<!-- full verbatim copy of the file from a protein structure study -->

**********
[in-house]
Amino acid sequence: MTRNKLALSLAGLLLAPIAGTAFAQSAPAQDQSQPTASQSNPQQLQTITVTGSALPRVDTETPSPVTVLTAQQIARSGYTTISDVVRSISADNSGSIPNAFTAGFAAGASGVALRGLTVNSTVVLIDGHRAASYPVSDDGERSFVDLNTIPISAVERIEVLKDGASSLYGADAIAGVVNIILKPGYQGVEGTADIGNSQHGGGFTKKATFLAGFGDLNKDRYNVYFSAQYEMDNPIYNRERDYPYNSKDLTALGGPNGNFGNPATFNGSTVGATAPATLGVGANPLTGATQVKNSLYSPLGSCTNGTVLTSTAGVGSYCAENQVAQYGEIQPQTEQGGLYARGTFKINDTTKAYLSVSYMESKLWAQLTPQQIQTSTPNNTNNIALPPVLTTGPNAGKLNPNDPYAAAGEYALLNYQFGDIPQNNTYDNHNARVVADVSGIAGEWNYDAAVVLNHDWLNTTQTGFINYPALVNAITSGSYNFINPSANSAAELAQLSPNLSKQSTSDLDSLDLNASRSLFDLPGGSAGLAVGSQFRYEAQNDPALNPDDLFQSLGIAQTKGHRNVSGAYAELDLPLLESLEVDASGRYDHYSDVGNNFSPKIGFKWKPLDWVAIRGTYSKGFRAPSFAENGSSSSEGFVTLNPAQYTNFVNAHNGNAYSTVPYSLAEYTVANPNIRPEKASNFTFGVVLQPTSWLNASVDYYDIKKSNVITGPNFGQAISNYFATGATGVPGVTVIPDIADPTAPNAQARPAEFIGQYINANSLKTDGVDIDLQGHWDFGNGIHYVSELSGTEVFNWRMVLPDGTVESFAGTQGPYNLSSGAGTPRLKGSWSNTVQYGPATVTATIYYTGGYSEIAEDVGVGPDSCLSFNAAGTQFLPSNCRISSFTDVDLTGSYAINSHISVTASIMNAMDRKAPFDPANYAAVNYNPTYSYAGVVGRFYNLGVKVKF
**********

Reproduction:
[in-house]
Amino acid sequence: MTRNKLALSLAGLLLAPIAGTAFAQSAPAQDQSQPTASQSNPQQLQTITVTGSALPRVDTETPSPVTVLTAQQIARSGYTTISDVVRSISADNSGSIPNAFTAGFAAGASGVALRGLTVNSTVVLIDGHRAASYPVSDDGERSFVDLNTIPISAVERIEVLKDGASSLYGADAIAGVVNIILKPGYQGVEGTADIGNSQHGGGFTKKATFLAGFGDLNKDRYNVYFSAQYEMDNPIYNRERDYPYNSKDLTALGGPNGNFGNPATFNGSTVGATAPATLGVGANPLTGATQVKNSLYSPLGSCTNGTVLTSTAGVGSYCAENQVAQYGEIQPQTEQGGLYARGTFKINDTTKAYLSVSYMESKLWAQLTPQQIQTSTPNNTNNIALPPVLTTGPNAGKLNPNDPYAAAGEYALLNYQFGDIPQNNTYDNHNARVVADVSGIAGEWNYDAAVVLNHDWLNTTQTGFINYPALVNAITSGSYNFINPSANSAAELAQLSPNLSKQSTSDLDSLDLNASRSLFDLPGGSAGLAVGSQFRYEAQNDPALNPDDLFQSLGIAQTKGHRNVSGAYAELDLPLLESLEVDASGRYDHYSDVGNNFSPKIGFKWKPLDWVAIRGTYSKGFRAPSFAENGSSSSEGFVTLNPAQYTNFVNAHNGNAYSTVPYSLAEYTVANPNIRPEKASNFTFGVVLQPTSWLNASVDYYDIKKSNVITGPNFGQAISNYFATGATGVPGVTVIPDIADPTAPNAQARPAEFIGQYINANSLKTDGVDIDLQGHWDFGNGIHYVSELSGTEVFNWRMVLPDGTVESFAGTQGPYNLSSGAGTPRLKGSWSNTVQYGPATVTATIYYTGGYSEIAEDVGVGPDSCLSFNAAGTQFLPSNCRISSFTDVDLTGSYAINSHISVTASIMNAMDRKAPFDPANYAAVNYNPTYSYAGVVGRFYNLGVKVKF